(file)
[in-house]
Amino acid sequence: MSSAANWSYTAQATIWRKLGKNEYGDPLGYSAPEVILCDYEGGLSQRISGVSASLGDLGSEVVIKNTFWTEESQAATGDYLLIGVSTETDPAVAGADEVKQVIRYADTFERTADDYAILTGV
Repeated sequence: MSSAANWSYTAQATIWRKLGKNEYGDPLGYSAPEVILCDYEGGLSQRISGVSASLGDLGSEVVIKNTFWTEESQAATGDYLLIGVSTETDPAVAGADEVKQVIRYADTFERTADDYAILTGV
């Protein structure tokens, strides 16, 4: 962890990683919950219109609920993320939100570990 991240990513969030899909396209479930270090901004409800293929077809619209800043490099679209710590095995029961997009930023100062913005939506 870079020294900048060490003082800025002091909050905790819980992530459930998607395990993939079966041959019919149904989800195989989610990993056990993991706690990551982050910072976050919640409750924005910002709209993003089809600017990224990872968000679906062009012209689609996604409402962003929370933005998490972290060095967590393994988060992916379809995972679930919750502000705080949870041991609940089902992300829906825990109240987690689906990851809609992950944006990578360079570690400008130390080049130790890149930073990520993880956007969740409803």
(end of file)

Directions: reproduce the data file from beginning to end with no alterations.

[in-house]
Amino acid sequence: MSSAANWSYTAQATIWRKLGKNEYGDPLGYSAPEVILCDYEGGLSQRISGVSASLGDLGSEVVIKNTFWTEESQAATGDYLLIGVSTETDPAVAGADEVKQVIRYADTFERTADDYAILTGV
Repeated sequence: MSSAANWSYTAQATIWRKLGKNEYGDPLGYSAPEVILCDYEGGLSQRISGVSASLGDLGSEVVIKNTFWTEESQAATGDYLLIGVSTETDPAVAGADEVKQVIRYADTFERTADDYAILTGV
């Protein structure tokens, strides 16, 4: 962890990683919950219109609920993320939100570990 991240990513969030899909396209479930270090901004409800293929077809619209800043490099679209710590095995029961997009930023100062913005939506 870079020294900048060490003082800025002091909050905790819980992530459930998607395990993939079966041959019919149904989800195989989610990993056990993991706690990551982050910072976050919640409750924005910002709209993003089809600017990224990872968000679906062009012209689609996604409402962003929370933005998490972290060095967590393994988060992916379809995972679930919750502000705080949870041991609940089902992300829906825990109240987690689906990851809609992950944006990578360079570690400008130390080049130790890149930073990520993880956007969740409803």